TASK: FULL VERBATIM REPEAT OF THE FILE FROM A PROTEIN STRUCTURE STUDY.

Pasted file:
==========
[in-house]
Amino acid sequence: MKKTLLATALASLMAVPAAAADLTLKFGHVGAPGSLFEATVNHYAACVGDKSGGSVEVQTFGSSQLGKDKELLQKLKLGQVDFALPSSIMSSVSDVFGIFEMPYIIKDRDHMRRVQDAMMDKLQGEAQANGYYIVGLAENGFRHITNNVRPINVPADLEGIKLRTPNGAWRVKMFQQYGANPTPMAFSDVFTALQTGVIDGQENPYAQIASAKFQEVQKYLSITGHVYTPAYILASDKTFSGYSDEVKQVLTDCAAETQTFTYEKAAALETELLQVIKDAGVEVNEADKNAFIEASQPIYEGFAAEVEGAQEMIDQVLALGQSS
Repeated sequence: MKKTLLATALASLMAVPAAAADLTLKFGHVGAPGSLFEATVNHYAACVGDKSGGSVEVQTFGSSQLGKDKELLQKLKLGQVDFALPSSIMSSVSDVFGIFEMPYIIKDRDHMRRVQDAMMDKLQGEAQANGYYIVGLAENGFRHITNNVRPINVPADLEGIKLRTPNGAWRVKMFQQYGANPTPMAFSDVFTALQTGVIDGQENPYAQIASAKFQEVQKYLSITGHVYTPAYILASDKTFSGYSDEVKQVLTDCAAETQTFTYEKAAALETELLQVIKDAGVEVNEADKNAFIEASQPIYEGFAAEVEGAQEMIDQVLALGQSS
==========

[in-house]
Amino acid sequence: MKKTLLATALASLMAVPAAAADLTLKFGHVGAPGSLFEATVNHYAACVGDKSGGSVEVQTFGSSQLGKDKELLQKLKLGQVDFALPSSIMSSVSDVFGIFEMPYIIKDRDHMRRVQDAMMDKLQGEAQANGYYIVGLAENGFRHITNNVRPINVPADLEGIKLRTPNGAWRVKMFQQYGANPTPMAFSDVFTALQTGVIDGQENPYAQIASAKFQEVQKYLSITGHVYTPAYILASDKTFSGYSDEVKQVLTDCAAETQTFTYEKAAALETELLQVIKDAGVEVNEADKNAFIEASQPIYEGFAAEVEGAQEMIDQVLALGQSS
Repeated sequence: MKKTLLATALASLMAVPAAAADLTLKFGHVGAPGSLFEATVNHYAACVGDKSGGSVEVQTFGSSQLGKDKELLQKLKLGQVDFALPSSIMSSVSDVFGIFEMPYIIKDRDHMRRVQDAMMDKLQGEAQANGYYIVGLAENGFRHITNNVRPINVPADLEGIKLRTPNGAWRVKMFQQYGANPTPMAFSDVFTALQTGVIDGQENPYAQIASAKFQEVQKYLSITGHVYTPAYILASDKTFSGYSDEVKQVLTDCAAETQTFTYEKAAALETELLQVIKDAGVEVNEADKNAFIEASQPIYEGFAAEVEGAQEMIDQVLALGQSS